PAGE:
Making a Telegraph Machine at Home for Communication and Morse Code

The telegraph was a revolutionary device that allowed for long distance communication.  Invented by Samuel Morse in the 1830s, the telegraph would communicate electrical signals over wire laid between telegraph stations.  These signals could be interpreted by Samuel’s electrical language, Morse code. Morse code uses dots and dashes to represent letters, numbers and characters. The communication method would quickly catch on and spread like wildfire.  A line was even laid between the United States and Europe.  Morse code was the first type instant communication (short of fire signals). Morse code was used globally soon enough until the 21st century would replace it with the telephone.

In the event of an emergency, the telegraph can be used to communicate with other fallout shelters, if a hard wire line is laid between the shelters.  It is also possible to learn Morse code to communicate over radio waves, as some longer distances and interference can prevent understandable voice communications.  Using Morse code and a hardwired telegraph to communicate between households is an excellent idea as well.  In certain situations, such as military takeovers, EMP attacks, and other war or martial law events, telephone and internet cables may be disrupted or destroyed; having your own cable buried between you and a neighboring household may be invaluable.  It may be easier to store a roll-out cable that can be easily covered or hidden, with a pair of telegraphs…so that they may be rolled out in an emergency.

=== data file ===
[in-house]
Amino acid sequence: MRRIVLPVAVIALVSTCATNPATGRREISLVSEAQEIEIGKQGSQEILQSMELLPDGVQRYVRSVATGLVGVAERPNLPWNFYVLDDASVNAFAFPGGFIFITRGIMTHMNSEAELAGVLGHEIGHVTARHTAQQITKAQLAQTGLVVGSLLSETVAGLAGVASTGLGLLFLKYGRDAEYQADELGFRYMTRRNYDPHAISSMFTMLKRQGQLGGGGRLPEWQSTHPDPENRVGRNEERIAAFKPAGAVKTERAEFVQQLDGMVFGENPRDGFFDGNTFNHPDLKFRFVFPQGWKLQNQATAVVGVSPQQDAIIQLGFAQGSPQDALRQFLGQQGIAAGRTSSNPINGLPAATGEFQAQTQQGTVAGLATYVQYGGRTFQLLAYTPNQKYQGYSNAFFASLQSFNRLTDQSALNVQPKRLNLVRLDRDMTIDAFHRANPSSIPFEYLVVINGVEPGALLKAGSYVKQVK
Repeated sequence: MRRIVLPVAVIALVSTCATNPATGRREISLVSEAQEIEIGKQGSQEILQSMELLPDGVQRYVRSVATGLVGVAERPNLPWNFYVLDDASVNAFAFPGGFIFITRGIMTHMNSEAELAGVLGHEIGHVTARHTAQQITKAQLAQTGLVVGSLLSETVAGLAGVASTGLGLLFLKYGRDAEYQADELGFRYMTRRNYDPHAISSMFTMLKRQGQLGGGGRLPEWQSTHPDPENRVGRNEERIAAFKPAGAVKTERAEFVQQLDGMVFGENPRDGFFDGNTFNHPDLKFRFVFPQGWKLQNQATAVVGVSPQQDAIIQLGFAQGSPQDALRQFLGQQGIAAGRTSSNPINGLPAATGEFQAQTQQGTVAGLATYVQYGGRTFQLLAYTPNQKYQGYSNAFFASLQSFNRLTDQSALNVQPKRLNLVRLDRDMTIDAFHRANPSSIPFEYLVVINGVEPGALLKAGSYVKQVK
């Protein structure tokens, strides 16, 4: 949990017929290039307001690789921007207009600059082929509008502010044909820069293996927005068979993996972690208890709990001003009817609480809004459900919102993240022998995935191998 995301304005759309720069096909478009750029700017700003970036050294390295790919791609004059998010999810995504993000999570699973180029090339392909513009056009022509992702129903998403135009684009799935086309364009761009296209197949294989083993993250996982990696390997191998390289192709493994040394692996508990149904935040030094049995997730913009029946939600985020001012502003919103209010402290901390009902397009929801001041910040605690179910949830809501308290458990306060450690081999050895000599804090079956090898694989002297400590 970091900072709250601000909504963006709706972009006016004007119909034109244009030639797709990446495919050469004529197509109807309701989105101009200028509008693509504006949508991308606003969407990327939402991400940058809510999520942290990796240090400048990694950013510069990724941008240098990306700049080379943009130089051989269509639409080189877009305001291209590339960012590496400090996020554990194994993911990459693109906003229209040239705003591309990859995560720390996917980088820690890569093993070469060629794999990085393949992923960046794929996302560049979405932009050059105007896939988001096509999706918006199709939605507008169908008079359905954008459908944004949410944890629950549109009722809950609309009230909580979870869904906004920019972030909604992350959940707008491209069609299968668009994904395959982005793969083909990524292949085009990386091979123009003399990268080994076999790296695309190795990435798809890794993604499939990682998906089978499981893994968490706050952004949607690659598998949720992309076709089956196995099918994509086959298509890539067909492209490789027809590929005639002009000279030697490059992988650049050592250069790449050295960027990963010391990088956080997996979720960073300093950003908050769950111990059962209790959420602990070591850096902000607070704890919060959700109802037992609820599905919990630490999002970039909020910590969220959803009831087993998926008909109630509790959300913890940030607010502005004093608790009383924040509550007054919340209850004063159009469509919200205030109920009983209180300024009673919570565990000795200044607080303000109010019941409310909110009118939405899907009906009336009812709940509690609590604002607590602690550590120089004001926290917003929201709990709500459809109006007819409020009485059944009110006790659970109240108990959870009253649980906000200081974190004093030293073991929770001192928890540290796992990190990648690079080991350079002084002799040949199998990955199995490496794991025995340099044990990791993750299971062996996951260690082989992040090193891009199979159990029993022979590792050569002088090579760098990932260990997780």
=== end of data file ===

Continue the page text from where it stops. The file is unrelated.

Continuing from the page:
How to Make a Telegraph Yourself

You can build a couple of simple telegraph machines with some common parts yourself at home.  In order to build your own telegraph, you need a few ingredients:

(2) Iron Nails (must be iron or steel, must be at least 2 inches long)

(2) Pieces of Wood (any type, but the blocks should be a minimum of 12 inches long by 4 inches)

(9) Wood Screws

(3) Strips of Metal (any kind non-ferrous, that is, not naturally magnetic, and each should be roughly 4 x 2 inches long)

(1) Strip of Metal (must be ferrous, meaning naturally magnetic; it can be tested with a magnet to ensure it is ferrous before use; many times the metal used in canned food is ferrous, allowing for metal can openers to more easily function; *this strip needs to be 7 x 2 inches long)

(2) D Cell Batteries (the larger kind used in flashlights)

(1) Insulated Solid Electrical Wire, 24-30 gauge (should be a minimum of 20 feet of wire)

(1) Rubber band

(1) Permanent Marker

Note: This guide is to build a single telegraph, you will need to build two of these in order to communicate.

Survivalist Tip: To avoid making matters worse, you will want to be careful when cutting your metal strips; getting cut will compound your problems! Additionally, you will want to be careful while handling the sharp metal strips. You can sand the edges of your metal strips to make them safer to handle and use.


Making the key is the first step of building your telegraph. To begin, using one of the blocks of wood, and one of the shorter strips of metal, use one wood screw to HALF WAY screw one of the sides of the strip of metal to one end of the wood block (resting flat on the table).  You do not want to fully fasten the screw because you will need to attach wire to it shortly.